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Receptor Tyrosine Kinases Require a Signal in Addition to Dimerization to Trigger Pathway Activation

44 Pages Posted: 9 Jan 2020 Sneak Peek Status: Review Complete

See all articles by Monica Gonzalez-Magaldi

Monica Gonzalez-Magaldi

University of Texas at Austin - Department of Molecular Biosciences

Jacqueline M. McCabe

Johns Hopkins University - Department of Biophysics and Biophysical Chemistry

Haley N. Cartwright

University of Texas at Austin - Department of Molecular Biosciences

Ningze Sun

University of Texas at Austin - Department of Molecular Biosciences

Daniel J. Leahy

University of Texas at Austin - Department of Molecular Biosciences

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Abstract

Receptor Tyrosine Kinases (RTKs) comprise a diverse group of cell-surface receptors that mediate key signaling events during animal development and are frequently activated in cancer. Ligand-induced dimerization is the canonical mechanism by which RTKs are thought to be activated, but we show here that substitution of the extracellular regions of 10 RTKs representing 7 RTK classes with the dimeric immunoglobulin Fc region results in constitutive receptor phosphorylation but fails to result in phosphorylation of downstream signaling effectors Erk or Akt. Conversely, substitution of RTK extracellular regions with the extracellular region of the Epidermal Growth Factor Receptor results in robust Erk and/or Akt phosphorylation in response to Epidermal Growth Factor. These results indicate that ligand-bound RTK extracellular regions provide a signal in addition to dimerization that is necessary to couple receptor phosphorylation to activation of downstream effectors and that this signal is a shared feature of at least 7 different RTK classes.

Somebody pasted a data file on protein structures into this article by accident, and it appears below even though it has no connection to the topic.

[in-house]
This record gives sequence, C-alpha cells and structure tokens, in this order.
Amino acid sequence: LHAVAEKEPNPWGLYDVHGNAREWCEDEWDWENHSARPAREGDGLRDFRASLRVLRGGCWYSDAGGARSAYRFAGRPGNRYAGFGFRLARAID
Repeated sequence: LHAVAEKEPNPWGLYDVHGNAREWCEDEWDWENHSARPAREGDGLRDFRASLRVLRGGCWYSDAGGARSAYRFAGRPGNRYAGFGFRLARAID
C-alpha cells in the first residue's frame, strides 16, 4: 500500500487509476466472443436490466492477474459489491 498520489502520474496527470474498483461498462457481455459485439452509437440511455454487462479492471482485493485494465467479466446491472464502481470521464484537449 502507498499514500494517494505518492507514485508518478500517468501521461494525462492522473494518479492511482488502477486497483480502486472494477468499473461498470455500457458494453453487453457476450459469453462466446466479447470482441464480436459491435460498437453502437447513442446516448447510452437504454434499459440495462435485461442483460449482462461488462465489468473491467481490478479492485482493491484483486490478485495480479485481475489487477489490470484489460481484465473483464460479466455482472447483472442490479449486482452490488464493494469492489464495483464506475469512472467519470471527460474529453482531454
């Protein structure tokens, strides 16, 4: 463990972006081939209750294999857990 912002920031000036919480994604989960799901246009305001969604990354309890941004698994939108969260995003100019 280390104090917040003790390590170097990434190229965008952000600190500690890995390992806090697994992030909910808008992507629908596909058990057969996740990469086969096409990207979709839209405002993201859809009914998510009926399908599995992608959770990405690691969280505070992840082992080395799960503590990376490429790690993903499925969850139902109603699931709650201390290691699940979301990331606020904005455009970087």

Keywords: Receptor Tyrosine Kinase, EGFR, signaling, ERK, AKT, multimerization, dimerization

Suggested Citation

Gonzalez-Magaldi, Monica and McCabe, Jacqueline M. and Cartwright, Haley N. and Sun, Ningze and Leahy, Daniel J., Receptor Tyrosine Kinases Require a Signal in Addition to Dimerization to Trigger Pathway Activation. Available at SSRN: https://ssrn.com/abstract=3516041 or http://dx.doi.org/10.2139/ssrn.3516041
This is a paper under consideration at Cell Press and has not been peer-reviewed.

Monica Gonzalez-Magaldi

University of Texas at Austin - Department of Molecular Biosciences

100 East 24th St.
Austin, TX 78712
United States

Jacqueline M. McCabe

Johns Hopkins University - Department of Biophysics and Biophysical Chemistry

720 Rutland Avenue
Baltimore, MD 21205-2196
United States

Haley N. Cartwright

University of Texas at Austin - Department of Molecular Biosciences

100 East 24th St.
Austin, TX 78712
United States

Ningze Sun

University of Texas at Austin - Department of Molecular Biosciences

100 East 24th St.
Austin, TX 78712
United States

Daniel J. Leahy (Contact Author)

University of Texas at Austin - Department of Molecular Biosciences ( email )

100 East 24th St.
Austin, TX 78712
United States

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